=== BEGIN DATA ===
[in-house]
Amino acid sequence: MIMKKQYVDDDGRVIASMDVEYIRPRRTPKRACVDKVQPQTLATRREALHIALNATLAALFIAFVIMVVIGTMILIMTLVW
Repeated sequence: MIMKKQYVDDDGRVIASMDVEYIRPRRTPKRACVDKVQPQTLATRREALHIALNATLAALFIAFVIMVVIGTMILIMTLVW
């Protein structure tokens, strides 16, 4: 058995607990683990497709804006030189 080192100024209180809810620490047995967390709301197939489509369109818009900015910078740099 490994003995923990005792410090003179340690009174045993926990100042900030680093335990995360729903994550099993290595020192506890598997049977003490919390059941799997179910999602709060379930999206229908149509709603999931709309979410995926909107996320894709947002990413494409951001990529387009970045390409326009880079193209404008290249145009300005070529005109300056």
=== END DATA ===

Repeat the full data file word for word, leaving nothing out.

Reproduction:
[in-house]
Amino acid sequence: MIMKKQYVDDDGRVIASMDVEYIRPRRTPKRACVDKVQPQTLATRREALHIALNATLAALFIAFVIMVVIGTMILIMTLVW
Repeated sequence: MIMKKQYVDDDGRVIASMDVEYIRPRRTPKRACVDKVQPQTLATRREALHIALNATLAALFIAFVIMVVIGTMILIMTLVW
């Protein structure tokens, strides 16, 4: 058995607990683990497709804006030189 080192100024209180809810620490047995967390709301197939489509369109818009900015910078740099 490994003995923990005792410090003179340690009174045993926990100042900030680093335990995360729903994550099993290595020192506890598997049977003490919390059941799997179910999602709060379930999206229908149509709603999931709309979410995926909107996320894709947002990413494409951001990529387009970045390409326009880079193209404008290249145009300005070529005109300056």